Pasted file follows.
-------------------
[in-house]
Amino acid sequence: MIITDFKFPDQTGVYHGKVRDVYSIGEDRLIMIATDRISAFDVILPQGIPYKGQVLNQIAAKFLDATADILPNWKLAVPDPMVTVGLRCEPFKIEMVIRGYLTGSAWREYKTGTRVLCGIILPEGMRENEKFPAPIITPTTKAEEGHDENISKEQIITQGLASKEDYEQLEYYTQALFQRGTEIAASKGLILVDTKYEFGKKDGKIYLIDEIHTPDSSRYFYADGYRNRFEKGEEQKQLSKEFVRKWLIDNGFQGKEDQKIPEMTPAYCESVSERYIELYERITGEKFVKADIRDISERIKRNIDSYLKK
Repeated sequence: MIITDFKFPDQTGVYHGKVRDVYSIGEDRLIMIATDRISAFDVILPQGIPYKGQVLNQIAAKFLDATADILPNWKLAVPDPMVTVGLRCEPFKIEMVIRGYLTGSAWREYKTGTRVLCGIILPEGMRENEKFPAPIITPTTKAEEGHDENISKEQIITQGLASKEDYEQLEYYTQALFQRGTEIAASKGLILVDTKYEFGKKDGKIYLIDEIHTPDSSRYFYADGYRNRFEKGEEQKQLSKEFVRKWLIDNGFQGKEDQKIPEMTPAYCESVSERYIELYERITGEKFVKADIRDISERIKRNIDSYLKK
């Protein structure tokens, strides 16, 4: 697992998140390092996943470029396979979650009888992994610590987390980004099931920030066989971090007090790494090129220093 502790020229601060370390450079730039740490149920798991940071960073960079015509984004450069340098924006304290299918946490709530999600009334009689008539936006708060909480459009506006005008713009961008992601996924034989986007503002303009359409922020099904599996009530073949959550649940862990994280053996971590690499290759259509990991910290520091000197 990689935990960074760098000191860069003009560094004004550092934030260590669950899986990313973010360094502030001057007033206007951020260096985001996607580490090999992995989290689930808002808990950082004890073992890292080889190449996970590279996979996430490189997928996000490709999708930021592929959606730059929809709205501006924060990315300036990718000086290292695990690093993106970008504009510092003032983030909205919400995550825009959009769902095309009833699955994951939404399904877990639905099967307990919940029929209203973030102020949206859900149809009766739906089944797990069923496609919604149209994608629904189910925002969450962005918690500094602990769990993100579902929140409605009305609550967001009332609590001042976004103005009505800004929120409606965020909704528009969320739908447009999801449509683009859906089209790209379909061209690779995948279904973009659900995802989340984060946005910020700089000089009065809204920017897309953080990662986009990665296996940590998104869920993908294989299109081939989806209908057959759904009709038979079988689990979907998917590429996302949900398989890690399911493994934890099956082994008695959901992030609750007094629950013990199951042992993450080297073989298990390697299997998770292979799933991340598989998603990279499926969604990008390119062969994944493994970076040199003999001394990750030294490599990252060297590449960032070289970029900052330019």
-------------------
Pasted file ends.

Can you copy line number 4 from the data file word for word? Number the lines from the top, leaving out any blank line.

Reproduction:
């Protein structure tokens, strides 16, 4: 697992998140390092996943470029396979979650009888992994610590987390980004099931920030066989971090007090790494090129220093 502790020229601060370390450079730039740490149920798991940071960073960079015509984004450069340098924006304290299918946490709530999600009334009689008539936006708060909480459009506006005008713009961008992601996924034989986007503002303009359409922020099904599996009530073949959550649940862990994280053996971590690499290759259509990991910290520091000197 990689935990960074760098000191860069003009560094004004550092934030260590669950899986990313973010360094502030001057007033206007951020260096985001996607580490090999992995989290689930808002808990950082004890073992890292080889190449996970590279996979996430490189997928996000490709999708930021592929959606730059929809709205501006924060990315300036990718000086290292695990690093993106970008504009510092003032983030909205919400995550825009959009769902095309009833699955994951939404399904877990639905099967307990919940029929209203973030102020949206859900149809009766739906089944797990069923496609919604149209994608629904189910925002969450962005918690500094602990769990993100579902929140409605009305609550967001009332609590001042976004103005009505800004929120409606965020909704528009969320739908447009999801449509683009859906089209790209379909061209690779995948279904973009659900995802989340984060946005910020700089000089009065809204920017897309953080990662986009990665296996940590998104869920993908294989299109081939989806209908057959759904009709038979079988689990979907998917590429996302949900398989890690399911493994934890099956082994008695959901992030609750007094629950013990199951042992993450080297073989298990390697299997998770292979799933991340598989998603990279499926969604990008390119062969994944493994970076040199003999001394990750030294490599990252060297590449960032070289970029900052330019």